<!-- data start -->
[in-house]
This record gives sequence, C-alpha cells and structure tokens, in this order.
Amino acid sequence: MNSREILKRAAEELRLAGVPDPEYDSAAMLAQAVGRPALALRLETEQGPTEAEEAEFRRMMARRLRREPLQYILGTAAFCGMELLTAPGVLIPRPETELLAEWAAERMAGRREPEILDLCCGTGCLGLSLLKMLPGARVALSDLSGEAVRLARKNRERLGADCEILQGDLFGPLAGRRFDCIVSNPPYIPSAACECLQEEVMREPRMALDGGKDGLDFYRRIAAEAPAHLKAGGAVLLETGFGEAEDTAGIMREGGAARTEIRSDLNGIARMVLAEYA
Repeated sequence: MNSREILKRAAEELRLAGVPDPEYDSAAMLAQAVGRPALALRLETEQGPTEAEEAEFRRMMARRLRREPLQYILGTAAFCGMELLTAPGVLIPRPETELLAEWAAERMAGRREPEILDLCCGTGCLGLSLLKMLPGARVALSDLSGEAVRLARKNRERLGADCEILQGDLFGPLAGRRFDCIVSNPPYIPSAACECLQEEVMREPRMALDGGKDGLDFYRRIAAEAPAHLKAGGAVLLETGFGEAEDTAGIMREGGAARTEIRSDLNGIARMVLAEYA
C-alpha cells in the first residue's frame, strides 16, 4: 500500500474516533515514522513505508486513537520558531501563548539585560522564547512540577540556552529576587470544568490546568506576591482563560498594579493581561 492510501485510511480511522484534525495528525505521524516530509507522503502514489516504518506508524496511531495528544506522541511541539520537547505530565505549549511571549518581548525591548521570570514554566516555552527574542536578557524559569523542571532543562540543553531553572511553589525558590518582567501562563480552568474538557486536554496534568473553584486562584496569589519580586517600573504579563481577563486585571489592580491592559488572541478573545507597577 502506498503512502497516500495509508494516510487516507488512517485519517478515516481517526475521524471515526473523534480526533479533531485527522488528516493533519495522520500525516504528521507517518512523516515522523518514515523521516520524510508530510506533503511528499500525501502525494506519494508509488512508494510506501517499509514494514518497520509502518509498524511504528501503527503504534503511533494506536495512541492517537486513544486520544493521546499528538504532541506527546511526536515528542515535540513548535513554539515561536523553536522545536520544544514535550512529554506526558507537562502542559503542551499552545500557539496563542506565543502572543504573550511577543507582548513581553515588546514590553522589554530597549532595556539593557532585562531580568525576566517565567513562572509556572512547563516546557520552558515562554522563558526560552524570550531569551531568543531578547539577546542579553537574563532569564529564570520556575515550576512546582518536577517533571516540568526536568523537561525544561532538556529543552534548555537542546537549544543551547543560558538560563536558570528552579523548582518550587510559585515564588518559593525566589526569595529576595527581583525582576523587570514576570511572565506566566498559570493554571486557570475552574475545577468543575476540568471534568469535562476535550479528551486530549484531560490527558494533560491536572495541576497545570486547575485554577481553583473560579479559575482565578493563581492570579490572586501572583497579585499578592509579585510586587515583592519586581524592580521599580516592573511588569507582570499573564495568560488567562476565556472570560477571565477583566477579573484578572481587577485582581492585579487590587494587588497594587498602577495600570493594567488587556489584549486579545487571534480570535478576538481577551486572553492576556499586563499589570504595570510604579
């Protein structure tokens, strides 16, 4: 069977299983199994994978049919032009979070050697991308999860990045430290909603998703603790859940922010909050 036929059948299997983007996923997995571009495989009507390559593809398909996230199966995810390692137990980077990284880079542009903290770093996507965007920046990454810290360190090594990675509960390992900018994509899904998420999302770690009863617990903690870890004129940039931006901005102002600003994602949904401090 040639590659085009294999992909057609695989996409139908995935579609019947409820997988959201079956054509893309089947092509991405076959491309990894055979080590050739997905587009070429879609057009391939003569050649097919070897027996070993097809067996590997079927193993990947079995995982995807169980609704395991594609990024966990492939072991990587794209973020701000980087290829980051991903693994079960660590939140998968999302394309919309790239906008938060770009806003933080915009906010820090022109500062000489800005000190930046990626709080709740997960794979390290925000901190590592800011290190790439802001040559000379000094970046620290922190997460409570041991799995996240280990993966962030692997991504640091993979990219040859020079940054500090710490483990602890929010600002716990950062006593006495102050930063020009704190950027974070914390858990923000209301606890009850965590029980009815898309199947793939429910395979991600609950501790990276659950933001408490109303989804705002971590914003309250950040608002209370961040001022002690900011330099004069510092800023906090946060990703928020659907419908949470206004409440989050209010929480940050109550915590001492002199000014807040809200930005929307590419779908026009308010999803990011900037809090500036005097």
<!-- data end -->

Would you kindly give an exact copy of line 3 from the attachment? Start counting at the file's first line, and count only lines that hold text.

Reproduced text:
Amino acid sequence: MNSREILKRAAEELRLAGVPDPEYDSAAMLAQAVGRPALALRLETEQGPTEAEEAEFRRMMARRLRREPLQYILGTAAFCGMELLTAPGVLIPRPETELLAEWAAERMAGRREPEILDLCCGTGCLGLSLLKMLPGARVALSDLSGEAVRLARKNRERLGADCEILQGDLFGPLAGRRFDCIVSNPPYIPSAACECLQEEVMREPRMALDGGKDGLDFYRRIAAEAPAHLKAGGAVLLETGFGEAEDTAGIMREGGAARTEIRSDLNGIARMVLAEYA